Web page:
Microchurches Positioned for a Pandemic

The below article was written for Exponential by Ralph Moore. Please join us for a free webinar on Tuesday, March 24, at 1:00 p.m. ET featuring Ralph Moore, Rob Wegner, and Daniel Yang as they discuss how the church today can tap into the micro expressions which may actually fuel greater growth and depth of […]

The below article was written for Exponential by Ralph Moore.

Please join us for a free webinar on Tuesday, March 24, at 1:00 p.m. ET featuring Ralph Moore, Rob Wegner, and Daniel Yang as they discuss how the church today can tap into the micro expressions which may actually fuel greater growth and depth of community. Learn more and register here.


Heard a great message from a guest speaker in our church on Sunday — heard it from my recliner chair as our congregation operated through Facebook Live.

It was nice, but I really miss the face time with my friends. Also, concerned about the offering, etc. Of course, we’re not alone. Churches across the country are adjusting practices during a pandemic.

But Christ-followers are not alone in this. Apparently, the church slowed the internet as congregations began online operations. We’re not alone when it comes to adjustments. Facebook and Zoom along with internet service providers will need to make some adjustments as this thing grows.

Ours is a year-old church plant. We’re not all that big, yet we’ve come to depend on the same institutional prerogatives as our much larger cousins. We had no praise and worship time. Food service was off the table. Hugs did not happen either as they won’t for a long while. We’re not yet equipped for midweek disciplemaking groups via technology. We will be in a week, but not today.

So, what’s my point? Our smaller cousins in microchurches probably noticed little disruption due to the precautions the virus precipitates. A microchurch can easily meet through a Zoom call. And Zoom, Skype and other carriers are free for smaller groups. The same goes for disciplemaking groups. It’s much easier to discuss money if you’re used to face-to-face conversations about whatever difficulty a congregation faces. I could even imagine people singing together in an online video chat.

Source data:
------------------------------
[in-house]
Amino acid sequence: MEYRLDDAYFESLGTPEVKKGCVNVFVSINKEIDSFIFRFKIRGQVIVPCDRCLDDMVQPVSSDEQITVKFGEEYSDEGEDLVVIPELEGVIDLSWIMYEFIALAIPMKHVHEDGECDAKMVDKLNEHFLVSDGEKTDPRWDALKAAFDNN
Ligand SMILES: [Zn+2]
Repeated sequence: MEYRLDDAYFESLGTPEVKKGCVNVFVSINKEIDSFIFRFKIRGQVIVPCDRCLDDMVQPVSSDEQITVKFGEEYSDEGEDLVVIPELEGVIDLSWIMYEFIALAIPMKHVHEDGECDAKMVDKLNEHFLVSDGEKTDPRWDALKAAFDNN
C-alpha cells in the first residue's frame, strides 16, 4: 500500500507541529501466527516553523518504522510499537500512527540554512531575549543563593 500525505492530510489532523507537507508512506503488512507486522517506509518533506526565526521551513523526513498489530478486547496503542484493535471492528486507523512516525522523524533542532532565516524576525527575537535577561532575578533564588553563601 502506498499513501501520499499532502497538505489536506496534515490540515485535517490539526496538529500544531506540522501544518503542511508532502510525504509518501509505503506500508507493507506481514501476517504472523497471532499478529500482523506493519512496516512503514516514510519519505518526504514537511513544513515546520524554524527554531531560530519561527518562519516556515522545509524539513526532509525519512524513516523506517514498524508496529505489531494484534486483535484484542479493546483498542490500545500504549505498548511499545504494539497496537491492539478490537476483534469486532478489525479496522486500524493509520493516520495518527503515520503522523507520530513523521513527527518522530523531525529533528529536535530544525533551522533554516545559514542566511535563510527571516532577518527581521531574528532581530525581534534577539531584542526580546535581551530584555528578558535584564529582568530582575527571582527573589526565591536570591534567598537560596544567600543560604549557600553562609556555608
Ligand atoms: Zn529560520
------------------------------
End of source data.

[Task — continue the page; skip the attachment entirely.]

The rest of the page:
Whatever the case, people in microchurches start the day with closer ties than those of us in larger assemblies. Microchurches will be less affected by the inevitable dip in financial resources that is to follow. This is true of the logistic problems associated with online-only giving and the outfall of millions of people hurt by suffering businesses.

In a recent blog I pointed out that large churches, even megachurches, sincerely attempt to mimic microchurches through their small group ministries. This is because, as humans, we’re wired for connection.

It’s no secret that for centuries Hebrew synagogues were led by a “lay-leader” who took time to understand the scriptures better than his neighbors. No secret, either, that these folks weren’t professional clergy but bi-vocational at best or, more probably, volunteers. Groups were small and members well connected through their families and neighborhoods. The synagogue had to be the model adopted by the earliest Christ-followers.

What do you think those folks in Samaria did after they encountered Jesus at the well? How about the churches in Lystra, Derbe, and Iconium after Paul’s encounter with the murderous gang in Lystra? Those newly appointed elders certainly weren’t monovocational pastors. These churches would have withstood societal rejection and even persecution better than the megachurch in Jerusalem. They were flexible, below the radar and not dependent on massive injections of capital.

Change is upon us whether we embrace it or not. Our culture is moving away from our message. Massive budgets will be more difficult to sustain in the aftermath of this pandemic and its economic outfall. Small will becomes beautiful during hard times. Sure, we’ll always have large congregations and there are things they can do which are impossible even in networks of microchurches. However, the future will probably bring many more microchurches because, as this pandemic and its precautions dictate, adaptability is becoming paramount.

One last question: “Do you think the American church will go back to business-as-usual after a couple of months of doing church by internet?”


Please join us for a free webinar on Tuesday, March 24, at 1:00 p.m. ET featuring Ralph Moore, Rob Wegner, and Daniel Yang as they discuss how the church today can tap into the micro expressions which may actually fuel greater growth and depth of community. Learn more and register here.